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May 2010


what do you fink?

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Driving Around Pointlessly You can’t get classical music in Rhode Island anymore. The Massachusetts stations cut us off. I had a CD player installed in my car; oh, it originally came with the device, but a thief ripped it out years ago. Right in my own driveway! And took my favorite, and rare, Smithsonian recordings of real genuine Gypsy music from Romania. I e-mailed the Institute for a replacement, but they haven’t responded to my appeal. The more gadgets you get, the harder it is to reach anybody. Sometimes it’s a nice pastime just to cruise around and gather your thoughts and take note of pretty houses, or the front yard nature-glimpses they offer as you gaze through your windshield. A robin in or out of season. A pair of elegantly quiet mourning doves that match the colors of the good ground, brown but with bright yet subtle pastel tones. Everything changes all day long and into the twilight. I call it “driving around pointlessly,” for self-mockery mixed with a touch of snobbish pride. Well, I have acquired - as a gift from an old friend, a former college roommate - a boxed set of the great radio programs, the comedies, of the early glory years you could dial to find (and watch the tubes warm up and glow, if you were patient), when the remnants of vaudeville took to the airways courtesy of some sponsors. Really, my story starts here. The Jack Benny show was totally superb. It mixed melancholy and merriment, not unlike the essays of James Thurber. Jack celebrates his 39th birthday, alone and forsaken...or so he thinks. He sinks into a lonely seat at a theatre that shows “The Horn Blows at Midnight,” but the show packs some hilarious surprises. As usual, Rochester steals the laughs and has all the fun. Jack was witty without ever saying anything the least bit amusing, just taking the brunt of the jibes from his guests. That one took us on a long journey on Route

95. I mean it kept us company on the long highway. The others on the CDs I listened to alone, by myself, on shorter jaunts about town and nearby countryside. Eddie Cantor’s voice was deeply familiar to me, and his guests, Tommy Dorsey doing, “There Are Such Things” and Dinah Shore articulating “When the Lights Go On Again,” add the same note of wartime sadness and hope to the idea of comedy.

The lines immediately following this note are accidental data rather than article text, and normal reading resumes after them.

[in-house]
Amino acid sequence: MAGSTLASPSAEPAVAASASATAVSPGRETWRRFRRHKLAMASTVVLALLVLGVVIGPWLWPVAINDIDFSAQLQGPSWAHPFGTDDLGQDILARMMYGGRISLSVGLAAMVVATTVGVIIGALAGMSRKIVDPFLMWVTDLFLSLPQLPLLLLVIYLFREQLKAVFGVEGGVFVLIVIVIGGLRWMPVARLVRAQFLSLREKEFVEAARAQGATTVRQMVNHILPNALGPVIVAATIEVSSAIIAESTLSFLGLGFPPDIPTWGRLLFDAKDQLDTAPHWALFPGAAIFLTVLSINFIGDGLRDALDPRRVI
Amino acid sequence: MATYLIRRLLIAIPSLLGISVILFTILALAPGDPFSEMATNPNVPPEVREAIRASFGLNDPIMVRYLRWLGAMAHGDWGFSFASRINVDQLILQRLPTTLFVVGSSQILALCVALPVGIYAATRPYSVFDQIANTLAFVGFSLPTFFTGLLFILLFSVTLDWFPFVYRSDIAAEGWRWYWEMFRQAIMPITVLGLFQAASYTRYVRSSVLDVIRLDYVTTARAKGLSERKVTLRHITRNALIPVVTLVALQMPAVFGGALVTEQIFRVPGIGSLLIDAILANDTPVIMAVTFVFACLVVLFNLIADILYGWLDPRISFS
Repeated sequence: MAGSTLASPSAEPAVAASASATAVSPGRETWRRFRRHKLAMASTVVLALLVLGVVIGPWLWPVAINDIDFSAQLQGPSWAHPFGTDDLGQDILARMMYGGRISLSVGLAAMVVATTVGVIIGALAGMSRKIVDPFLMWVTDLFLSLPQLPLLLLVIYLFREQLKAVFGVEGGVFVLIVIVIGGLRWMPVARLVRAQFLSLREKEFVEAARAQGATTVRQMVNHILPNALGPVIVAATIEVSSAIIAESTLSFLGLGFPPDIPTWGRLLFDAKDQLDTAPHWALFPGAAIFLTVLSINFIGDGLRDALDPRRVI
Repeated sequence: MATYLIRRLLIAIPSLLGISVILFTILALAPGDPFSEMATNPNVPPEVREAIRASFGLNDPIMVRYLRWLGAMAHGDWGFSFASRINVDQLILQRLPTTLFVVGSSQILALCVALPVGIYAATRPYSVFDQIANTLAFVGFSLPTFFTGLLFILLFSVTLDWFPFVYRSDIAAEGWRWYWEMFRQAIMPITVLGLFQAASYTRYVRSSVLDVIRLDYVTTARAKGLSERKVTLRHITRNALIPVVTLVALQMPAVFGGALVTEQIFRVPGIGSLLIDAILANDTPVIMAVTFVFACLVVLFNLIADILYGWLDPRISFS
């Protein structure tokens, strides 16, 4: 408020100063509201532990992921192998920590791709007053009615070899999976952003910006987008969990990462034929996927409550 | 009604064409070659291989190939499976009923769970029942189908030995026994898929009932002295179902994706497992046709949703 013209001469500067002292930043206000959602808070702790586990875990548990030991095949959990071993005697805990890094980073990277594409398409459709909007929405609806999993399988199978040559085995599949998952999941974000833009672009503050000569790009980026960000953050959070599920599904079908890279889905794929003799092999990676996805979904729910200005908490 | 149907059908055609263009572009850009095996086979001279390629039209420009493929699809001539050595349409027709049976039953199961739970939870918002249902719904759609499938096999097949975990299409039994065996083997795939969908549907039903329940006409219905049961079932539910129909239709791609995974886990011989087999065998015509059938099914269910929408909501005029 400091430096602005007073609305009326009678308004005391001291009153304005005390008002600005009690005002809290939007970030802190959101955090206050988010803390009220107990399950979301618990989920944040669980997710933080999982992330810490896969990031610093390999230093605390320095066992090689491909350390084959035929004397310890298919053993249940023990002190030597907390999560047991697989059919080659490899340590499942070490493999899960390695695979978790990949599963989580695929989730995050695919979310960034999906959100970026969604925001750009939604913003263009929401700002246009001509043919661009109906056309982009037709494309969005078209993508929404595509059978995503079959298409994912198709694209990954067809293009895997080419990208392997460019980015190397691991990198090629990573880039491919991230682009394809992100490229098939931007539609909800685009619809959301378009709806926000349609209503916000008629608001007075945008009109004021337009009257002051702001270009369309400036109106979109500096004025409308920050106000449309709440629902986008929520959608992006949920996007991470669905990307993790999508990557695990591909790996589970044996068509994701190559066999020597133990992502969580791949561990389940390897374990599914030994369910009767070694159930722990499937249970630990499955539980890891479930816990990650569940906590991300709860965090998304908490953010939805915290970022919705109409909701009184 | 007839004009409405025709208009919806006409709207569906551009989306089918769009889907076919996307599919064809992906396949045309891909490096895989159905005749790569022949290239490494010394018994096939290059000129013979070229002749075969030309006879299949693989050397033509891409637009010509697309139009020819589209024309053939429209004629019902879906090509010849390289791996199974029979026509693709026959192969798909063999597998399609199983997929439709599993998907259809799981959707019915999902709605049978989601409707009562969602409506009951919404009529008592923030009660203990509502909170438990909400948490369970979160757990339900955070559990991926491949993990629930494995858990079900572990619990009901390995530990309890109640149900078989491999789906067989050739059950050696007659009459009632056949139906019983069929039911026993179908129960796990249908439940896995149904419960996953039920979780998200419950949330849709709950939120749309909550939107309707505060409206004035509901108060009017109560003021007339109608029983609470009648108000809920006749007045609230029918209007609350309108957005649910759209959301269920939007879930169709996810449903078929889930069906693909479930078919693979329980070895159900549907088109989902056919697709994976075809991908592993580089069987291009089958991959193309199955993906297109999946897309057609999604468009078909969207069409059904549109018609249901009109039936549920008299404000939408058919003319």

I loathe and detest canned guffaws and artificial sympathetic sighs and look down my nose at mass enthusiasms Don Ameche and Frances Langford bring a touch of acerbic realism in the post-war period when they play “The Bickersons,” who aren’t that nice to each other, somewhat like those noir movie reminders that peacetime is seldom-to-never peaceful. I’ve been gripping my steering wheel among my errands throughout the afternoon with the stack of radio reminders piling up in a heap upon the passenger seat beside me. I listen rapt to the voices of old friends like Henry Aldrich and Fibber McGee and Chester Riley and Miss Brooks and Mr. Boynton. “Duffy’s Tavern” contains an attack on elite classical music: it reminded me of how the popular culture of stage, screen and radio appealed to the lower middle, not the upper middle, classes. The common folk got a kick or a tickle in the funny bone out of the troubles and disappointments of the years of depression and the duration of wartime separations. And the mild satire against the rich, the famous, the establishment. When those lights did come on again, the Zenith floor models shrank and you began to have to get behind the dials and stick shifts to listen to the hit parade or giggle at the adventures and misadven-